Read More
  • Cover Image

On the Divisions of Columbus Day

Time has a habit of sifting through the many facts of history and leaving only a few stark facts. Of Christopher Columbus' landing in the Americas in 1492, common teaching as of the 1970s was that he, in search of the East Indies, instead found the Americas. It was the common rhyme taught in many schools:

In fourteen hundred ninety-two,
Columbus sailed the ocean blue.
He had three ships and left from Spain.
He sailed through sunshine, wind and rain.

Most salient of these points is that Columbus Day represents the spread of Western European culture and politics. The rhyme continues to present Columbus as a great explorer, the Native Americans as benevolent and generous hosts, and a great communion of Western Europeans into the New World.
Read More
  • Cover Image

H. P. Lovecraft

The Birth of Cosmicism
H. P. Lovecraft crafted a genre of horror that’s more than horror; it’s science and philosophy. It may seem pedantic to say, but imagine, if you will, the stars--all the stars we cannot see with their own pretty, feebleness amid 46 billion light years of a universe. Then see that same universe filled with approximately 99 percent vacuum. Nothing.

Read More
  • Cover Image

Gongshi

Spirit Stones
Mountains are the Earth’s hourglass. Living rocks rising and falling with the years, morphing, congealing, and shaping into one another to create the rocks and sands of the shore. 

Read More
  • Cover Image

Storytelling by Smell

Great storytellers create a world without seams in which the suspension of disbelief on the reader's part leads to a mirroring of the real world, and thus to one of the great tenets of art as Pablo Picasso once put it: "Art is a lie that makes us realize the truth."

Read More
  • Cover Image

Double Ninth

The ninth day of the ninth month is the Double Ninth, and has been an important celebration all over Asia since 25 AD. Nine is a lucky number in China, and bears a similar pronunciation as "forever" or "everlasting." The number nine appears throughout Chinese history, and many Ancient Chinese emperors built temples, walls, and rooms in multiples of nine (for instance, The Forbidden City in Beijing has a total of 9,999 rooms, with number of stairs in staircases being nine or a multiple of nine, and the height of the three great halls were 9 Zhang and 9 Chi). But everyone who has ever played around with luck knows that it is closely tied to danger. The I Ching shows nine as a number of the Yang, being both masculine and in opposition to the feminine yin, and an odd number that signifies danger.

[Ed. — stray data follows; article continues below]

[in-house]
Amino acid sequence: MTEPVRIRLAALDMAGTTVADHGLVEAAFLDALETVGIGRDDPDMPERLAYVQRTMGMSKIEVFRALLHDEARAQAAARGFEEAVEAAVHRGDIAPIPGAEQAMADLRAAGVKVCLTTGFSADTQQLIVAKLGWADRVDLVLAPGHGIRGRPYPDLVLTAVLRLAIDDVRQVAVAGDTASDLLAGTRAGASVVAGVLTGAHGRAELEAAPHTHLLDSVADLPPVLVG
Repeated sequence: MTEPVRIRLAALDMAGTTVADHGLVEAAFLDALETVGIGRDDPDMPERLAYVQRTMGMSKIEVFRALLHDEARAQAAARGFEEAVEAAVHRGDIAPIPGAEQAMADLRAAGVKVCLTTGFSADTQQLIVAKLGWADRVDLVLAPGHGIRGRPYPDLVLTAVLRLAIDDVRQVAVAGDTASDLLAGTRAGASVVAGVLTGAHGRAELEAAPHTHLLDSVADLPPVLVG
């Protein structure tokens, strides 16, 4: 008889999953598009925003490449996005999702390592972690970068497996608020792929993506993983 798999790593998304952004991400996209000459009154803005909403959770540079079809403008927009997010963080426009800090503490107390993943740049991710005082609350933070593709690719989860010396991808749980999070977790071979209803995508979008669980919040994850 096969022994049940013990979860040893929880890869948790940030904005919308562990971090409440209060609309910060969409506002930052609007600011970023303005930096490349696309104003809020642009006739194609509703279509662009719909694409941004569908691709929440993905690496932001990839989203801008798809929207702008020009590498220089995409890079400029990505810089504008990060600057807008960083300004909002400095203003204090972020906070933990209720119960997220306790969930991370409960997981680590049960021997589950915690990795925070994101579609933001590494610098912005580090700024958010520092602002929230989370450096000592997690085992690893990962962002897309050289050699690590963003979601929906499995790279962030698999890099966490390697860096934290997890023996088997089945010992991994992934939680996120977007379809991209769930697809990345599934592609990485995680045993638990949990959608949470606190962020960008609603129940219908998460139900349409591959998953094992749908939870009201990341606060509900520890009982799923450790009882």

Read More
  • Cover Image

United Nations Day

Tuesday, October 24th marks United Nations Day and the 72nd anniversary of the entry into force of the United Nations Charter in 1945. With the ratification of this founding document by most of its signatories, including the five permanent members of the Security Council (China, France, Russia, the United Kingdom, and the United States), the United Nations was established.

Read More
  • Cover Image

Money Talks

Whether your wish list includes a luxurious hour indulging at the local spa or a weekend getaway to some exotic destination, money is necessary for making most dreams take flight. As the popular expression says, “Money makes the world go ’round.”

Read More
  • Cover Image

Building a Wall

Internet Censorship Worldwide
The Information Age has impacted the way we navigate our lives, from how we work to how we communicate and shop. The Internet has become a necessary tool for many worldwide, but remains off limits to a vast number of people.

Read More
  • Cover Image

Character Development

One billion people--or about 15 percent--of the world’s population experience some form of disability. Disability prevalence is higher for developing countries. According to the World Health Organization (WHO), one-fifth of the estimated global total—or between 110 million and 190 million people—experience significant disabilities.

Read More
  • Cover Image

Beer Here!

Many people around the globe clink glasses with other revelers when drinking beer or other spirits. Drinking beer, wine, cocktails, and spirits is a means of celebration and part of socializing. Whether we say cheers, salute, slainte, or kanpai, we should understand the history behind beer.

Read More
  • Cover Image

Here Be Dragons

Dinosaur Fossils
Read More
 
9
|
10
|
11
|
12
|
13
Records: 201 - 220 of 346 - Pages: 



Copyright © World Library Foundation. All rights reserved. eBooks from World Library are sponsored by the World Library Foundation,
a 501c(4) Member's Support Non-Profit Organization, and is NOT affiliated with any governmental agency or department.